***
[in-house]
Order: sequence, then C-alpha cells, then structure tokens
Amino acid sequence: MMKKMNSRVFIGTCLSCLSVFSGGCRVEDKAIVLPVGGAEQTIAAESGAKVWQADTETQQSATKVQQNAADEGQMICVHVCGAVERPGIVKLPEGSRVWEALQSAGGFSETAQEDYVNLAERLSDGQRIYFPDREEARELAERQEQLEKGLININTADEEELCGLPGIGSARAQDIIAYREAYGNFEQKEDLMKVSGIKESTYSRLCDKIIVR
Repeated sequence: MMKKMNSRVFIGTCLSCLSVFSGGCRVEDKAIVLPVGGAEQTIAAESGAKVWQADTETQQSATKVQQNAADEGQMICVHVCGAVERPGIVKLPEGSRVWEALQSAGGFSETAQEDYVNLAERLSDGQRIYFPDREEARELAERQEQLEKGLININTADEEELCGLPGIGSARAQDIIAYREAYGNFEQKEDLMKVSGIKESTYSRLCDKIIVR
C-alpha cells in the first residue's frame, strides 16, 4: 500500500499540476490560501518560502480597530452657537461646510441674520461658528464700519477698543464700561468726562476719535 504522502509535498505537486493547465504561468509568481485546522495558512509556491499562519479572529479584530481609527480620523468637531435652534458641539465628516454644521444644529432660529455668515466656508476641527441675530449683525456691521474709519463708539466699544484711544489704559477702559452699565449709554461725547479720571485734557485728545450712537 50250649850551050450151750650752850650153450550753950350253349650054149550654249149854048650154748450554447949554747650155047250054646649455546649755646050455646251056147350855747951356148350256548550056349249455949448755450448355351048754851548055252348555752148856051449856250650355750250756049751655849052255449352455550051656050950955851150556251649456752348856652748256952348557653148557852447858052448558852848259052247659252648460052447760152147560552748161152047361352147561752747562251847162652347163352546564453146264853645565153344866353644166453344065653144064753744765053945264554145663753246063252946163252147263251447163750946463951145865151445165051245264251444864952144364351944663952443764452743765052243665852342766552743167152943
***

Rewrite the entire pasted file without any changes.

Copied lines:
[in-house]
Order: sequence, then C-alpha cells, then structure tokens
Amino acid sequence: MMKKMNSRVFIGTCLSCLSVFSGGCRVEDKAIVLPVGGAEQTIAAESGAKVWQADTETQQSATKVQQNAADEGQMICVHVCGAVERPGIVKLPEGSRVWEALQSAGGFSETAQEDYVNLAERLSDGQRIYFPDREEARELAERQEQLEKGLININTADEEELCGLPGIGSARAQDIIAYREAYGNFEQKEDLMKVSGIKESTYSRLCDKIIVR
Repeated sequence: MMKKMNSRVFIGTCLSCLSVFSGGCRVEDKAIVLPVGGAEQTIAAESGAKVWQADTETQQSATKVQQNAADEGQMICVHVCGAVERPGIVKLPEGSRVWEALQSAGGFSETAQEDYVNLAERLSDGQRIYFPDREEARELAERQEQLEKGLININTADEEELCGLPGIGSARAQDIIAYREAYGNFEQKEDLMKVSGIKESTYSRLCDKIIVR
C-alpha cells in the first residue's frame, strides 16, 4: 500500500499540476490560501518560502480597530452657537461646510441674520461658528464700519477698543464700561468726562476719535 504522502509535498505537486493547465504561468509568481485546522495558512509556491499562519479572529479584530481609527480620523468637531435652534458641539465628516454644521444644529432660529455668515466656508476641527441675530449683525456691521474709519463708539466699544484711544489704559477702559452699565449709554461725547479720571485734557485728545450712537 50250649850551050450151750650752850650153450550753950350253349650054149550654249149854048650154748450554447949554747650155047250054646649455546649755646050455646251056147350855747951356148350256548550056349249455949448755450448355351048754851548055252348555752148856051449856250650355750250756049751655849052255449352455550051656050950955851150556251649456752348856652748256952348557653148557852447858052448558852848259052247659252648460052447760152147560552748161152047361352147561752747562251847162652347163352546564453146264853645565153344866353644166453344065653144064753744765053945264554145663753246063252946163252147263251447163750946463951145865151445165051245264251444864952144364351944663952443764452743765052243665852342766552743167152943